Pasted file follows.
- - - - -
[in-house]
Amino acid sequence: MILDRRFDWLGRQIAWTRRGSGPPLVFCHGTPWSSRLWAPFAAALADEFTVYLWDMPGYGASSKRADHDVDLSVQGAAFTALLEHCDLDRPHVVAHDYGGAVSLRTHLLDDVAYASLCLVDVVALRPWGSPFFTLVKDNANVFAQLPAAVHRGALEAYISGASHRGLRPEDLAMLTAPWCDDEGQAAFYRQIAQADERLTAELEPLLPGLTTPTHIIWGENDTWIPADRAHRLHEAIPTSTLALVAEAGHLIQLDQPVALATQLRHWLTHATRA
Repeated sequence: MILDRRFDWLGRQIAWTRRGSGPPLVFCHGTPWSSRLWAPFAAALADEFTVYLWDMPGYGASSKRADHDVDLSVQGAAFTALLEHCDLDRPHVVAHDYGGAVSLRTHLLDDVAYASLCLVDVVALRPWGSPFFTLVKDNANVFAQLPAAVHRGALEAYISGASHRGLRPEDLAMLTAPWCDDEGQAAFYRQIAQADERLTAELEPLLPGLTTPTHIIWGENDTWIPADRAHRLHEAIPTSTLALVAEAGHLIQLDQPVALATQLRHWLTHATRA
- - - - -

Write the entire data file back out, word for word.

[in-house]
Amino acid sequence: MILDRRFDWLGRQIAWTRRGSGPPLVFCHGTPWSSRLWAPFAAALADEFTVYLWDMPGYGASSKRADHDVDLSVQGAAFTALLEHCDLDRPHVVAHDYGGAVSLRTHLLDDVAYASLCLVDVVALRPWGSPFFTLVKDNANVFAQLPAAVHRGALEAYISGASHRGLRPEDLAMLTAPWCDDEGQAAFYRQIAQADERLTAELEPLLPGLTTPTHIIWGENDTWIPADRAHRLHEAIPTSTLALVAEAGHLIQLDQPVALATQLRHWLTHATRA
Repeated sequence: MILDRRFDWLGRQIAWTRRGSGPPLVFCHGTPWSSRLWAPFAAALADEFTVYLWDMPGYGASSKRADHDVDLSVQGAAFTALLEHCDLDRPHVVAHDYGGAVSLRTHLLDDVAYASLCLVDVVALRPWGSPFFTLVKDNANVFAQLPAAVHRGALEAYISGASHRGLRPEDLAMLTAPWCDDEGQAAFYRQIAQADERLTAELEPLLPGLTTPTHIIWGENDTWIPADRAHRLHEAIPTSTLALVAEAGHLIQLDQPVALATQLRHWLTHATRA